Colin Kaepernick hasn’t played a football game in two years, but he maybe the most well-known football player. His protest of kneeling during the American national anthem at the beginning of games to protest oppression of Black people and people of colour.
In an interview with NFL.com he said, “To me, this is bigger than football and it would be selfish on my part to look the other way. There are bodies in the street and people are getting paid leave and getting away with murder.”
He’s started a movement across football and the sports landscape. It’s divided the United States, drawn the ire of President Trump, banished Kaepernick out of the league and made him the face of Nike’s ‘Just Do It’ campaign.
With so much going on, here’s a timeline to organize the events.
Aug. 14 and 20, 2016 – The protest begins.
Kaepernick didn’t play in two preseason games for the San Francisco 49ers but was sitting down during the anthem. It didn’t get a lot of attention because he wasn’t playing.
Aug. 26, 2016 – Kaepernick gets noticed.
Kaepernick is spotted sitting during the anthem and the story went viral. The team confirmed Kaepernick sat during the anthem.
Aug. 28, 2016 – Kaepernick speaks to media.
Kaepernick says he believes the flag represents a country that isn’t supporting its citizens the way it’s supposed to, especially the Black community. He says this isn’t against the military – they fight for liberty and justice for everyone and many veterans are disrespected when they come back home.
Sept. 1, 2016 – Kaepernick is joined by teammate Eric Reed.
This was the first time more than just Kaepernick sat down during the anthem. Jeremy Lane of the Seattle Seahawks also sat down in a separate game to support Kaepernick’s protest.
Sept. 11, 2016 – The protest on 9/11.
On the fifteenth anniversary of 9/11, four Miami Dolphin players took a knee. Players for three other teams linked arms instead of kneeling.
Oct. 2016 – The movement spreads.
By this time high school football teams, cheerleaders, anthem signers and university football bands all kneel. NBA players link arms, and team USA men’s hockey team Head Coach, John Tortorella says he will bench anyone who kneels during the anthem at the World Cup. No one did. Seahawks wide receiver says he received death threats for his involvement in the movement.
March 1, 2017 – Kaepernick parts ways with San Francisco.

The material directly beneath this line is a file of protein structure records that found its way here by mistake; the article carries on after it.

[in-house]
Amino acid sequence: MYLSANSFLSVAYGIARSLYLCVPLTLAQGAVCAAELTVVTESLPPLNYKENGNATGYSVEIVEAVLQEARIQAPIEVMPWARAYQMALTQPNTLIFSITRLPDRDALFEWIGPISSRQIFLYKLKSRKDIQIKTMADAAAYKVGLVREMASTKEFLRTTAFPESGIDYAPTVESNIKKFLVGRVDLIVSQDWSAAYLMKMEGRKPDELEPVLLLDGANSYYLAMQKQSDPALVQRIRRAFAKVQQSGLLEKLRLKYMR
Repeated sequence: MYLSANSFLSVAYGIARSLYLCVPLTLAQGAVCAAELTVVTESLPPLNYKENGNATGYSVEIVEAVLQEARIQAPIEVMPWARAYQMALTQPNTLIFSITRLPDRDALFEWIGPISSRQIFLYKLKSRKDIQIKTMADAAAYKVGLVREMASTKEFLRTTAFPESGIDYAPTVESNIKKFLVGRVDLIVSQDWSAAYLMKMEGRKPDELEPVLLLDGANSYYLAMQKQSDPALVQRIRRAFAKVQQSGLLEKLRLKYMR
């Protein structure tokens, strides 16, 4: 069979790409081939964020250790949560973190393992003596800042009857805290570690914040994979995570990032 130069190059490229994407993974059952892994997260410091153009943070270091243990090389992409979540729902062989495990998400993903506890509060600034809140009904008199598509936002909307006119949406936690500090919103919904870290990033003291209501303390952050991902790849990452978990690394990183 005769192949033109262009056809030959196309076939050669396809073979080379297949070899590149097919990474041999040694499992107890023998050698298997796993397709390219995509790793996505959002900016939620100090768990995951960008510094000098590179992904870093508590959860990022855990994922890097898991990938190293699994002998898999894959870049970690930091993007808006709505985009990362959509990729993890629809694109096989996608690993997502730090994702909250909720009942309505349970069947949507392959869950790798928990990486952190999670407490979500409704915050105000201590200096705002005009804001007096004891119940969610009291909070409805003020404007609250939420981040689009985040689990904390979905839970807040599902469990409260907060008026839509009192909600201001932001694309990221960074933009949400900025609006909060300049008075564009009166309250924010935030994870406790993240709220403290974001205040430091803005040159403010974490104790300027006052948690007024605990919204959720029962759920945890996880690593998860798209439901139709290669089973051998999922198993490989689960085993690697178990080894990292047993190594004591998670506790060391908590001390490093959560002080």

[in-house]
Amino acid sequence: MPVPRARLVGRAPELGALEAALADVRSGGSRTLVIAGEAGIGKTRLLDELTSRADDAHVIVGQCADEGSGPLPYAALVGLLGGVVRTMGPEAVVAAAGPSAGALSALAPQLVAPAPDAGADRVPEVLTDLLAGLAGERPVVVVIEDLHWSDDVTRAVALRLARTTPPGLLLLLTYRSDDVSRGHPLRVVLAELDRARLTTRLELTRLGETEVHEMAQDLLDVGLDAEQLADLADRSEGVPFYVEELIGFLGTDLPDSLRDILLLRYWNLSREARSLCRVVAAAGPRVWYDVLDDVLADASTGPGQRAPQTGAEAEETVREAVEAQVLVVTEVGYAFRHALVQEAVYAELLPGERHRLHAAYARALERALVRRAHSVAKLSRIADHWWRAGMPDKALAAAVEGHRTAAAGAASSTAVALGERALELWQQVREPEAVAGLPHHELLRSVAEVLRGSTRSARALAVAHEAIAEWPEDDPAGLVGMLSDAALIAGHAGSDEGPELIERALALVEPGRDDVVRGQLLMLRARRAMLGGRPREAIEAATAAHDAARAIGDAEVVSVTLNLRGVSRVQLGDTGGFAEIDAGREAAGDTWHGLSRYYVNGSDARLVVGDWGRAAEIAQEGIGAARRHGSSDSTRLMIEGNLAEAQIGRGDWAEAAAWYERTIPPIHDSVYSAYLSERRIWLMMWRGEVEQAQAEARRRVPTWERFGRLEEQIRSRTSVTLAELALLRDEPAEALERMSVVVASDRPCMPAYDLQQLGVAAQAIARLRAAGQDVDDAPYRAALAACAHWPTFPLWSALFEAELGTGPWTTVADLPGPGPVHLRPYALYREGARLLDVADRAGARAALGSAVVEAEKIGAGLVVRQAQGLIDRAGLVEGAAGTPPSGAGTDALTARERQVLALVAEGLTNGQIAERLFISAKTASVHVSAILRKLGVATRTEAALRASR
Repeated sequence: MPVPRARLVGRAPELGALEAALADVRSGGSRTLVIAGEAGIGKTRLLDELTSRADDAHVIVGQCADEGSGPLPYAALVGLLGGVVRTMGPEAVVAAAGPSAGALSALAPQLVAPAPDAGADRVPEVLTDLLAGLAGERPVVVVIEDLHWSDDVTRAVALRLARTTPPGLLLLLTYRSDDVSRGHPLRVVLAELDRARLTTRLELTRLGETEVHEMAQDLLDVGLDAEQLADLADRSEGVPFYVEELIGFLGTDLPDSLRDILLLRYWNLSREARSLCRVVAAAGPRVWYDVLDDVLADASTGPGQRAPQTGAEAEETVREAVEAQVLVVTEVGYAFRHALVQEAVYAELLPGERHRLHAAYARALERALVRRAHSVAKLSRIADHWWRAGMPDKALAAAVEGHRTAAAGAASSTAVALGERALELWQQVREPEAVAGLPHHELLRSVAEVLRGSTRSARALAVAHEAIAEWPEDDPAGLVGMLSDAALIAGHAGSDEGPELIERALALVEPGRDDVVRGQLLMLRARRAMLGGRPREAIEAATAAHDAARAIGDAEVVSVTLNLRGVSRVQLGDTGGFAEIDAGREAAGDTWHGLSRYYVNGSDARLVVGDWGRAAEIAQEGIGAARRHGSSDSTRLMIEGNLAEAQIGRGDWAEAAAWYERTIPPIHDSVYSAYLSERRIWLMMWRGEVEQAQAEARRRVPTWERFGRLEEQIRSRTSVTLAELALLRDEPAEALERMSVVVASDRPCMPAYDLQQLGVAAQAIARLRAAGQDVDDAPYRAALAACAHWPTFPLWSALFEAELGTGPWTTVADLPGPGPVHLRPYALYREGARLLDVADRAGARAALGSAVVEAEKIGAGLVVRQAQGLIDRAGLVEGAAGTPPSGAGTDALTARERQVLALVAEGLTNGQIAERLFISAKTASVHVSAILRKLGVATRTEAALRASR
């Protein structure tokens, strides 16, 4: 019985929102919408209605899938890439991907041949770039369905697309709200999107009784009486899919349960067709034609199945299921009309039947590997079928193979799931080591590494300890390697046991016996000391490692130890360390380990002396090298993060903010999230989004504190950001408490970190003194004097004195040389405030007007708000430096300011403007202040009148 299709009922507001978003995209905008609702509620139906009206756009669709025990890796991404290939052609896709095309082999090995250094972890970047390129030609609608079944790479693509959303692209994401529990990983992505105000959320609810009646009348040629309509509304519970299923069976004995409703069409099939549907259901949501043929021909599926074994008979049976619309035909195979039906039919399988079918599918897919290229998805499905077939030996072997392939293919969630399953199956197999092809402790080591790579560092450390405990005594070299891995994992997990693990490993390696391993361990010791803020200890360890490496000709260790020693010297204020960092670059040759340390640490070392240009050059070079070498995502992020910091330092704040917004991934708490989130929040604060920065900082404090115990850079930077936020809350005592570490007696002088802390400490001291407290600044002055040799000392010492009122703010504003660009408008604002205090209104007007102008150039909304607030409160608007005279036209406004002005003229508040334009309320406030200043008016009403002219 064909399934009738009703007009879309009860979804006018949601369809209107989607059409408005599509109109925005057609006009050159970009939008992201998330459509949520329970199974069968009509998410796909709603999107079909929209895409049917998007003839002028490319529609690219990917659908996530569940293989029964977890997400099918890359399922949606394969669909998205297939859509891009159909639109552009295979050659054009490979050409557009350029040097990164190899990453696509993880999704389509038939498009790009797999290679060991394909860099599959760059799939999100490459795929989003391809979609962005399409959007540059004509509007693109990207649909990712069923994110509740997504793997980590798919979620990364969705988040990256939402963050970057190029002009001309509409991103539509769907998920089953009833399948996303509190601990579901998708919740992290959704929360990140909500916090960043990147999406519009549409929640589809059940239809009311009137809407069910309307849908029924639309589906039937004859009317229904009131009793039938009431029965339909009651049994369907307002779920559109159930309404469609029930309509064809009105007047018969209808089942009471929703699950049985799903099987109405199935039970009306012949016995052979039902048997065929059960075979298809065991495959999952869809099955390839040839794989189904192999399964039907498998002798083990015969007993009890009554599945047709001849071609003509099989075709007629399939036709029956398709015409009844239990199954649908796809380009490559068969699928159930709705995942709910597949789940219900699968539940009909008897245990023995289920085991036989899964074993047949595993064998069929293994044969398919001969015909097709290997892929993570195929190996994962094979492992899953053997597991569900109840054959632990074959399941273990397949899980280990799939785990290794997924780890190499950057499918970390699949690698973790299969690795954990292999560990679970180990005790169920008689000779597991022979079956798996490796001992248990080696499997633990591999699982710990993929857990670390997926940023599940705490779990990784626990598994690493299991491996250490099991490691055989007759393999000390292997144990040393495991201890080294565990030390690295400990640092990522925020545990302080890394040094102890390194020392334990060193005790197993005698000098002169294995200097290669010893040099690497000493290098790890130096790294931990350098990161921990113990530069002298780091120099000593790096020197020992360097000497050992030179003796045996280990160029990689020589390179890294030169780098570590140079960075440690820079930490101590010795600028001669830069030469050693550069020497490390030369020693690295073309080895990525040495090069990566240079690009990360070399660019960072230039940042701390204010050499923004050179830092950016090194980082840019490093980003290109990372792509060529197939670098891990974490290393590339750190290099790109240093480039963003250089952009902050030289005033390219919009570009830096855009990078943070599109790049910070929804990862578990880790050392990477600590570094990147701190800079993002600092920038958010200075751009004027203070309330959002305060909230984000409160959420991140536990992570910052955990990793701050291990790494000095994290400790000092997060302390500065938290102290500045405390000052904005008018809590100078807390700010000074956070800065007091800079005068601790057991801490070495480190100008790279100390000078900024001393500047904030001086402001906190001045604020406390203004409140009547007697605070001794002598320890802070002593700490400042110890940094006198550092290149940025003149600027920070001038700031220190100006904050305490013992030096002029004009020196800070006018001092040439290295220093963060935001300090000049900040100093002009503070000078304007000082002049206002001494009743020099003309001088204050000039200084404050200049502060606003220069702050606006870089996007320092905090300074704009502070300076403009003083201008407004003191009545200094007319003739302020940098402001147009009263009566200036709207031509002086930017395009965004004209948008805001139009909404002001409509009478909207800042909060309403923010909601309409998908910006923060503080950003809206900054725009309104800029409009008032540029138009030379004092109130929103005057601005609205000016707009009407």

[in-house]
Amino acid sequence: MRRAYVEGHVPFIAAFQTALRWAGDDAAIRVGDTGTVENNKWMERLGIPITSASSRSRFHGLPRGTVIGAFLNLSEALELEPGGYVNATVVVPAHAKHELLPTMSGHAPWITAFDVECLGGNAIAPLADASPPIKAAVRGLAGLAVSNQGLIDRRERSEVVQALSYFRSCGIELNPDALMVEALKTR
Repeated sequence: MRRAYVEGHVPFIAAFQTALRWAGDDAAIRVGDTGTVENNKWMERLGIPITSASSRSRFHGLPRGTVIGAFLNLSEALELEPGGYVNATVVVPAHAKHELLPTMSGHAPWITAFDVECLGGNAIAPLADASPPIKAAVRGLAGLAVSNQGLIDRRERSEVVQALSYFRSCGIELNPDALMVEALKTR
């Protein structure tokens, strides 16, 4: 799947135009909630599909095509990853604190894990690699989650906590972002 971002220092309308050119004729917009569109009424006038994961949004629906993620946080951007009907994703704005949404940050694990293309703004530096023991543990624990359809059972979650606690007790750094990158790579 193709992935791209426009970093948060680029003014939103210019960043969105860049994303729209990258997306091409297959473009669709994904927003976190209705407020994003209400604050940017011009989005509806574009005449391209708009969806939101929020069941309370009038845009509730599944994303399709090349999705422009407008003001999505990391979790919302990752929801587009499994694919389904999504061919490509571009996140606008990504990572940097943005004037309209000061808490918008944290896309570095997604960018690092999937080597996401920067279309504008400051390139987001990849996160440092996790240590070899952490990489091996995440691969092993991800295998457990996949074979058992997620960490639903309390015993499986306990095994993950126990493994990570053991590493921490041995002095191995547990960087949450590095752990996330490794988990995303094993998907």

Kaepernick opts out of his final year as 49ers contact, making him a free agent.
Sept. 6, 2017 – An NFL player’s experience with police brutality.
Seahawks player Michael Bennett speaks out about his “traumatic experience” with police in Las Vegas. He said police threatened to blow his head off because he was Black. Kaepernick supports Bennett and calls the encounter “disgusting.”
Sept. 7, 2017 – No Kaepernick.
The NFL season starts with Kaepernick unsigned; the Seahawks had interest in him but decided not to sign him.
Sept. 22, 2017 – Trump.
President Trump said in a rally in Alabama that players who kneel during the anthem should be fired and fans should walk out in protest. A day later the NFL’s commissioner, Roger Goodell called the comments “divisive.”
Sept. 24, 2017 – Protests ignited.
More than 130 players sat, kneeled or raised their fist in protest after Trump’s comments. Trump says his comments have nothing to do with race and it is about respecting the flag.
Oct. 8, 2017 – Pence leaves game.
United States Vice-President Mike Pence goes to watch the Indianapolis Colts versus 49ers game but leaves after players sit during the anthem. The whole trip cost taxpayers $240,000.
Oct. 10, 2017 – Commissioner responds.
The NFL commissioner sends a letter asking players to stand for the anthem.
Oct. 16, 2017 – Kaepernick vs. the NFL.
Kaepernick takes legal action against NFL owners for depriving him of employment because of his protest.
May 23, 2018 – New anthem policy.
The NFL sets a new anthem policy allowing players who want to stand on the field and those that don’t can remain in the locker rooms until it is over.
July 20, 2018 – Changes to the policy.
The NFL and the players union agree to halt the enforcement of rules in the new anthem policy after an article says a Miami Dolphins player who protests can be suspended up to four games. Trump had other ideas and tweeted the following day that players should be suspended.
Aug. 30, 2018 – Going toward court.
Kaepernick wins a preliminary hearing. The NFL argued that the case should be dismissed because there is no evidence. After a year the arbitrator has determined there is enough evidence to go to a full hearing.
Sept. 5, 2018 – Nike
Colin Kaepernick becomes the face of Nike’s 30th anniversary ‘Just Do It’ ad campaign. Many people burn Nike clothes in protest. An ad is aired during the NFL’s opening game.